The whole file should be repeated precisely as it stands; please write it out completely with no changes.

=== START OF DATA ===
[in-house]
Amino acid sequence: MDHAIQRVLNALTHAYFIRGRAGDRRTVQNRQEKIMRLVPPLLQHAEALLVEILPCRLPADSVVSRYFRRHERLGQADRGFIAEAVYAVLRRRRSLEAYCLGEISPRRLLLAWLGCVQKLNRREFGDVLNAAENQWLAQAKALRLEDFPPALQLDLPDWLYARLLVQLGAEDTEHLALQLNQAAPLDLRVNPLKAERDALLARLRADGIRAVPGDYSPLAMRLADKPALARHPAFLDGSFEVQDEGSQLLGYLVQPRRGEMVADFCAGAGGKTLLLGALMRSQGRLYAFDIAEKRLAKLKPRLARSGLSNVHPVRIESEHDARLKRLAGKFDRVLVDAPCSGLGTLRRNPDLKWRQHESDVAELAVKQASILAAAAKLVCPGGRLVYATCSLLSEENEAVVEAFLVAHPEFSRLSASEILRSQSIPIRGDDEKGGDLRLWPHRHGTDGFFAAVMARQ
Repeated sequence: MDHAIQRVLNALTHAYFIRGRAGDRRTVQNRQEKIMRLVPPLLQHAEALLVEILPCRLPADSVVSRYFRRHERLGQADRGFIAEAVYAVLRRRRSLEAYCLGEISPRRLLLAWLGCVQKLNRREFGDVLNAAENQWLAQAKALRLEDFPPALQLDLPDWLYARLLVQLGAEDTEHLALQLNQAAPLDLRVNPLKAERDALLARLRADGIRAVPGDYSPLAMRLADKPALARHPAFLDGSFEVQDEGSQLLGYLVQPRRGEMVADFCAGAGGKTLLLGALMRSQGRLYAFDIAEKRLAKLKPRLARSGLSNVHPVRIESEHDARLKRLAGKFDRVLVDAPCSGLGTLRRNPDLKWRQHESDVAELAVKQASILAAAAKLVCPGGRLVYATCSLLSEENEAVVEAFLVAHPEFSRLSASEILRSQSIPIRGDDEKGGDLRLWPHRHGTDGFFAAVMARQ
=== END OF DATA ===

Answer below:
[in-house]
Amino acid sequence: MDHAIQRVLNALTHAYFIRGRAGDRRTVQNRQEKIMRLVPPLLQHAEALLVEILPCRLPADSVVSRYFRRHERLGQADRGFIAEAVYAVLRRRRSLEAYCLGEISPRRLLLAWLGCVQKLNRREFGDVLNAAENQWLAQAKALRLEDFPPALQLDLPDWLYARLLVQLGAEDTEHLALQLNQAAPLDLRVNPLKAERDALLARLRADGIRAVPGDYSPLAMRLADKPALARHPAFLDGSFEVQDEGSQLLGYLVQPRRGEMVADFCAGAGGKTLLLGALMRSQGRLYAFDIAEKRLAKLKPRLARSGLSNVHPVRIESEHDARLKRLAGKFDRVLVDAPCSGLGTLRRNPDLKWRQHESDVAELAVKQASILAAAAKLVCPGGRLVYATCSLLSEENEAVVEAFLVAHPEFSRLSASEILRSQSIPIRGDDEKGGDLRLWPHRHGTDGFFAAVMARQ
Repeated sequence: MDHAIQRVLNALTHAYFIRGRAGDRRTVQNRQEKIMRLVPPLLQHAEALLVEILPCRLPADSVVSRYFRRHERLGQADRGFIAEAVYAVLRRRRSLEAYCLGEISPRRLLLAWLGCVQKLNRREFGDVLNAAENQWLAQAKALRLEDFPPALQLDLPDWLYARLLVQLGAEDTEHLALQLNQAAPLDLRVNPLKAERDALLARLRADGIRAVPGDYSPLAMRLADKPALARHPAFLDGSFEVQDEGSQLLGYLVQPRRGEMVADFCAGAGGKTLLLGALMRSQGRLYAFDIAEKRLAKLKPRLARSGLSNVHPVRIESEHDARLKRLAGKFDRVLVDAPCSGLGTLRRNPDLKWRQHESDVAELAVKQASILAAAAKLVCPGGRLVYATCSLLSEENEAVVEAFLVAHPEFSRLSASEILRSQSIPIRGDDEKGGDLRLWPHRHGTDGFFAAVMARQ